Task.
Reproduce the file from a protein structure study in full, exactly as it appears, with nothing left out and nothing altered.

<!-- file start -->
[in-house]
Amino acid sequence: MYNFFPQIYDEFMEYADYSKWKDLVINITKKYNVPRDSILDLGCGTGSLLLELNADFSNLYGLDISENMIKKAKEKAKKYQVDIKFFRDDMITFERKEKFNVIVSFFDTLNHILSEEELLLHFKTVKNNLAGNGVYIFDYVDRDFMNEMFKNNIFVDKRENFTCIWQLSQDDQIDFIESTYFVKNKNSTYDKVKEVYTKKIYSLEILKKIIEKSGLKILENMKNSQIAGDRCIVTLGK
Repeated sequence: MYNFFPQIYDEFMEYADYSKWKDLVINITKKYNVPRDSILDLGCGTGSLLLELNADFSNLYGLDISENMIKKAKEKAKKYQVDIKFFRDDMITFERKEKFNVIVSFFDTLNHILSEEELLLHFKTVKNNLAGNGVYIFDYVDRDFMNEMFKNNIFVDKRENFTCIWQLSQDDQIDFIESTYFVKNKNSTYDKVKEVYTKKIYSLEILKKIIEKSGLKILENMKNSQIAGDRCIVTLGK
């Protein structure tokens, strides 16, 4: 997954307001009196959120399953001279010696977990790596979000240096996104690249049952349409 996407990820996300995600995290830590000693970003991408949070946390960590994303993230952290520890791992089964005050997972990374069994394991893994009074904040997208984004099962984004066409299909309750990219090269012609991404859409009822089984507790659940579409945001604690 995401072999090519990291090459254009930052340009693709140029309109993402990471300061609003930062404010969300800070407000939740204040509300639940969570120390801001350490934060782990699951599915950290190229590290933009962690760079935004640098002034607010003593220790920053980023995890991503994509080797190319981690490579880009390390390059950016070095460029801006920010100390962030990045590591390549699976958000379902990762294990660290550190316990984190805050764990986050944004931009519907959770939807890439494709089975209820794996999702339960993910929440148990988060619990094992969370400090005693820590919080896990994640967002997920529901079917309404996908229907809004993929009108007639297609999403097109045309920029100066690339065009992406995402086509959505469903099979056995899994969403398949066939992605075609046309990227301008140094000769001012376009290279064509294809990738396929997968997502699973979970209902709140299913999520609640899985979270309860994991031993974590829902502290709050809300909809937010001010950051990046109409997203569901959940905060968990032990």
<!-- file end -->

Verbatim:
[in-house]
Amino acid sequence: MYNFFPQIYDEFMEYADYSKWKDLVINITKKYNVPRDSILDLGCGTGSLLLELNADFSNLYGLDISENMIKKAKEKAKKYQVDIKFFRDDMITFERKEKFNVIVSFFDTLNHILSEEELLLHFKTVKNNLAGNGVYIFDYVDRDFMNEMFKNNIFVDKRENFTCIWQLSQDDQIDFIESTYFVKNKNSTYDKVKEVYTKKIYSLEILKKIIEKSGLKILENMKNSQIAGDRCIVTLGK
Repeated sequence: MYNFFPQIYDEFMEYADYSKWKDLVINITKKYNVPRDSILDLGCGTGSLLLELNADFSNLYGLDISENMIKKAKEKAKKYQVDIKFFRDDMITFERKEKFNVIVSFFDTLNHILSEEELLLHFKTVKNNLAGNGVYIFDYVDRDFMNEMFKNNIFVDKRENFTCIWQLSQDDQIDFIESTYFVKNKNSTYDKVKEVYTKKIYSLEILKKIIEKSGLKILENMKNSQIAGDRCIVTLGK
């Protein structure tokens, strides 16, 4: 997954307001009196959120399953001279010696977990790596979000240096996104690249049952349409 996407990820996300995600995290830590000693970003991408949070946390960590994303993230952290520890791992089964005050997972990374069994394991893994009074904040997208984004099962984004066409299909309750990219090269012609991404859409009822089984507790659940579409945001604690 995401072999090519990291090459254009930052340009693709140029309109993402990471300061609003930062404010969300800070407000939740204040509300639940969570120390801001350490934060782990699951599915950290190229590290933009962690760079935004640098002034607010003593220790920053980023995890991503994509080797190319981690490579880009390390390059950016070095460029801006920010100390962030990045590591390549699976958000379902990762294990660290550190316990984190805050764990986050944004931009519907959770939807890439494709089975209820794996999702339960993910929440148990988060619990094992969370400090005693820590919080896990994640967002997920529901079917309404996908229907809004993929009108007639297609999403097109045309920029100066690339065009992406995402086509959505469903099979056995899994969403398949066939992605075609046309990227301008140094000769001012376009290279064509294809990738396929997968997502699973979970209902709140299913999520609640899985979270309860994991031993974590829902502290709050809300909809937010001010950051990046109409997203569901959940905060968990032990």